Pick a curvaceous tile shape like this one, created with mosaic tiles, and you can also create pleasing contrast with the straight lines of cabinetry and appliances in the room.

4. Let subway tile pop

Kitchen with white white cabinets and blue subway tile backsplash

(Image credit: Kim Armstrong Interior Design)

A white subway tile is a classic backsplash option, but do browse other colors as well – especially when your preference is for white cabinets. A backsplash in a bold tone can create an accent for the room that can be picked up in small kitchen essentials for a cohesive look.

Consider a high gloss finish like this one as well. It makes the backsplash even more eye-catching.

5. Go dark

Kitchen with dining table and chairs, island and stove with backsplash

(Image credit: Maestri Studio Photograph: Nathan Shroder)

A trend for which many of us have fallen is the one for kitchens with black or charcoal gray tones, and we’re confident it’s not a look that will fall out of favor, partly because it's such a practical color for stove backsplash ideas

It could mean using cabinets in one of these sophisticated shades, or perhaps combining them with white or wood cabinets. But these tones work equally well as tile backsplash ideas, as in this room.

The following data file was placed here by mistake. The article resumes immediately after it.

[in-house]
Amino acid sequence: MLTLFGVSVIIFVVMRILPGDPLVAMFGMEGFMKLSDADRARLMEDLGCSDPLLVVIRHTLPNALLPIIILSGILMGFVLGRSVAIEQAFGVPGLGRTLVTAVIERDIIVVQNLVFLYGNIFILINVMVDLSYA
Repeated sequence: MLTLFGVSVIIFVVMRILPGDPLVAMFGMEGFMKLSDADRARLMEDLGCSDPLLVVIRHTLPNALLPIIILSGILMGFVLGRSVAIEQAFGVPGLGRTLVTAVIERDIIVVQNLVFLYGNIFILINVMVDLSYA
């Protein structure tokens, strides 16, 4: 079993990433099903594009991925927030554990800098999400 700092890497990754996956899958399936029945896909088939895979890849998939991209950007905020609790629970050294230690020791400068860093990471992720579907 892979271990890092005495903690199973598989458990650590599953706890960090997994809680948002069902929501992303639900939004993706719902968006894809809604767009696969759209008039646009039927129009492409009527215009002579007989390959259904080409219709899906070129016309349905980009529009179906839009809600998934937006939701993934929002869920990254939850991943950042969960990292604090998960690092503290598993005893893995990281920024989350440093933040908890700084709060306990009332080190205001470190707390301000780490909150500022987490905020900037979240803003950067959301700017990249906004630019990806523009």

A range of gray shades along with subtle pattern make this backsplash a design with interesting detail, and the gloss finish keeps the kitchen light filled.

6. Create high-end style

Kitchen with neutral cabinets and island and neutral floor and white tile backsplash

(Image credit: Mark Williams Design Photograph: Erica George Dines)

Simple white tile is deservedly popular, but how to make its effect far from everyday when considering tile backsplash ideas? Take your cue from Mark Williams and Niki Papadopoulos of Mark Williams Design

‘Tile backsplashes don’t need to be too busy or bright to be beautiful,’ they say. ‘Even a simple subway tile backsplash can be elevated by using an oversized, hand-cut, and glazed tile. The handmade quality and subtle texture give even the simplest kitchen a beautiful, high-end feeling.'

7. Bring in nature

Kitchen with white and wood cabinets, white island, wood floor and natural tile backsplash

(Image credit: Lindye Galloway Studio Photograph: Chad Mellon)

Bringing the outside in is a winning decorative strategy, including for a kitchen where it will create a comfortable, cozy, and welcoming space. For a room like this, pick a natural stone tile that features a range of shades plus appealing texture for the backsplash, and team with other natural finishes like wood.

What’s key with natural stone is to check the choice is suitable for kitchen wall decor ideas

8. Add an extra dimension

Metal backsplash ideas with tiles

(Image credit: La Cornue)

For a sophisticated kitchen design, turn to 3D metal backsplash ideas for the backsplash. It can create amazing wall decor with light and shade that boosts the visual interest of the kitchen without compromise in the functionality stakes.